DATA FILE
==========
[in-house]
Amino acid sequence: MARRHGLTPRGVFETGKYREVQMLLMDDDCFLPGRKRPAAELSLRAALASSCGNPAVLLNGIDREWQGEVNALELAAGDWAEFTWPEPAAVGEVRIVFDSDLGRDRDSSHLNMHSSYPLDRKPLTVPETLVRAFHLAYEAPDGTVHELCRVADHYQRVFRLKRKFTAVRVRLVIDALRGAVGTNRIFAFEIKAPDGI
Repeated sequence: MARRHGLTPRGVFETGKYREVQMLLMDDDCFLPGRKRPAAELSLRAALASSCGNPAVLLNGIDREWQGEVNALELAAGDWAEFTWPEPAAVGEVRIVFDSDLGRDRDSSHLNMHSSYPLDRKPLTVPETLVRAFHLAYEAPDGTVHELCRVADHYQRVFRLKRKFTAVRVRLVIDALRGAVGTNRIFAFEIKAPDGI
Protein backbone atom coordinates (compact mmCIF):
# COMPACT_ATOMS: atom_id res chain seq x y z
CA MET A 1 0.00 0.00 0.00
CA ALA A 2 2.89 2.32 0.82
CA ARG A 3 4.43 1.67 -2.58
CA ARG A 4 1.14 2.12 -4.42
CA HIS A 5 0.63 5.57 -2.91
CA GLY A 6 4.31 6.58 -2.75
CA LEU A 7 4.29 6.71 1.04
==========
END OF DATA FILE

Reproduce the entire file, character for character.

[in-house]
Amino acid sequence: MARRHGLTPRGVFETGKYREVQMLLMDDDCFLPGRKRPAAELSLRAALASSCGNPAVLLNGIDREWQGEVNALELAAGDWAEFTWPEPAAVGEVRIVFDSDLGRDRDSSHLNMHSSYPLDRKPLTVPETLVRAFHLAYEAPDGTVHELCRVADHYQRVFRLKRKFTAVRVRLVIDALRGAVGTNRIFAFEIKAPDGI
Repeated sequence: MARRHGLTPRGVFETGKYREVQMLLMDDDCFLPGRKRPAAELSLRAALASSCGNPAVLLNGIDREWQGEVNALELAAGDWAEFTWPEPAAVGEVRIVFDSDLGRDRDSSHLNMHSSYPLDRKPLTVPETLVRAFHLAYEAPDGTVHELCRVADHYQRVFRLKRKFTAVRVRLVIDALRGAVGTNRIFAFEIKAPDGI
Protein backbone atom coordinates (compact mmCIF):
# COMPACT_ATOMS: atom_id res chain seq x y z
CA MET A 1 0.00 0.00 0.00
CA ALA A 2 2.89 2.32 0.82
CA ARG A 3 4.43 1.67 -2.58
CA ARG A 4 1.14 2.12 -4.42
CA HIS A 5 0.63 5.57 -2.91
CA GLY A 6 4.31 6.58 -2.75
CA LEU A 7 4.29 6.71 1.04